Other schools willing to take in Colegio de San Lorenzo students after closure

Other schools willing to take in Colegio de San Lorenzo students after closure
This picture shows the facade of Colegio de San Lorenzo in Quezon City
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MANILA, Philippines — At least three schools in Quezon City have signaled that they are willing to take in students of Colegio de San Lorenzo affected by its abrupt closure, city Mayor Joy Belmonte said Wednesday.

Belmonte told DZBB that Trinity University of Asia, Thames International School and Quezon City University are all willing to accommodate CDSL students who were suddenly left hanging after the college announced on the first day of classes that it will permanently close due to financial woes.

“We will facilitate na iyong mga mag-aaral makapag-aral sa iba’t-ibang paaralan dito sa lungsod and we are coordinating with these different schools already,” Belmonte said.

(We will facilitate that the students are able to study in different schools here in the city and we are coordinating with these different schools already.)

Belmonte said 717 students from nursery to Grade 12 are affected by CDSL’s closure, while 652 college students are also impacted. Of the college students, 172 are supposed to graduate this school year.

Quezon City legal department head Orlando Casimiro said on CNN Philippines’ “The Source” that during their meeting with CDSL, it provided a list of eight schools where their students can transfer, although he did not specify what schools these were.

Also speaking on “The Source,” Department of Education spokesperson Michael Poa said Thames International School is willing to take in CDSL students without additional costs, but would only be accepting those in Grades 11 and 12.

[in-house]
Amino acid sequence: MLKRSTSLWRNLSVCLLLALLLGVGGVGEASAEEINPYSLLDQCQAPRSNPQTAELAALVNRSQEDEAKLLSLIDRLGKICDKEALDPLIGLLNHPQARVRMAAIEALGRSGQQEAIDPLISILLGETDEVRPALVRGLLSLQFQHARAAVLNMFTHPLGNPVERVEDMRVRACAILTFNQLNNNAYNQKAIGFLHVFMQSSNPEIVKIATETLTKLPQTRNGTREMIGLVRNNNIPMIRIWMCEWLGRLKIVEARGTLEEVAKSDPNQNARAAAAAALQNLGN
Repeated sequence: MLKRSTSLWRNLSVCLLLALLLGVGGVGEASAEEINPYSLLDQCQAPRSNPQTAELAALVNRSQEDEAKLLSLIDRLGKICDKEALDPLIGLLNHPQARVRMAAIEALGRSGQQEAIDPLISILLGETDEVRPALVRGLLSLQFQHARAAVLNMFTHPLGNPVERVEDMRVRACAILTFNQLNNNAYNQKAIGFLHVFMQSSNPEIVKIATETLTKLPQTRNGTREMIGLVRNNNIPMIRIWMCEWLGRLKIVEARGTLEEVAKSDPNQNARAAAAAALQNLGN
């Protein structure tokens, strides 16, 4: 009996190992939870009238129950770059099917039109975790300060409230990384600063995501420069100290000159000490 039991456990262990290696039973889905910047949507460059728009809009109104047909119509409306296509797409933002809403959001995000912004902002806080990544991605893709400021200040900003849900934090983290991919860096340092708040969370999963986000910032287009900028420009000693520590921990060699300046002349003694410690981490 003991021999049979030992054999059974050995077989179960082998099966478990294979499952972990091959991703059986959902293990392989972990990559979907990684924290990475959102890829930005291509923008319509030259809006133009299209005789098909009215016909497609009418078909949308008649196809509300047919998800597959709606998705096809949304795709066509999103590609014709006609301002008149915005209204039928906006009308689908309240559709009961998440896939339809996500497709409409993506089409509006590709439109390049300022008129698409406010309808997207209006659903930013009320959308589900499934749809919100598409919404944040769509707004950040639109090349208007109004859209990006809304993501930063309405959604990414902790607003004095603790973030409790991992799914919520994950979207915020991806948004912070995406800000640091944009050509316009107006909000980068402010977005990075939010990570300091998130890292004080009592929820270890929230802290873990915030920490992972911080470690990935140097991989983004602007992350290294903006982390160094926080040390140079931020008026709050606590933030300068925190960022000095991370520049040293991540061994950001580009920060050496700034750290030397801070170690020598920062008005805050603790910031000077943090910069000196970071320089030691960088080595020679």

“They are willing to charge students the same amount of fees that Colegio de San Lorenzo charges their students,” Poa said.

Belmonte, meanwhile, said they can also assist teachers of CDSL in finding new jobs through their public employment and service office and might also be tapped for the city’s remedial education program.

Poa and Commission on Higher Education chairperson J. Prospero de Vera III have said that CDSL closed down without giving them prior notice. Students and their parents were also shocked to find out that CDSL was closing on the first day of its classes.

Poa said they are looking into possible sanctions against the CDSL, but admitted that the punishment they can impose might no longer be effective in this case.

“Sanctions that we usually impose on schools would be suspension of their license, recognition and all that, which is not really gonna be not effective as now seeing that the school is closed,” he said. — Xave Gregorio


Disclosure: Quezon City Mayor Joy Belmonte is a shareholder of Philstar Global Corp., which operates digital news outlet Philstar.com. This article was produced following editorial guidelines.



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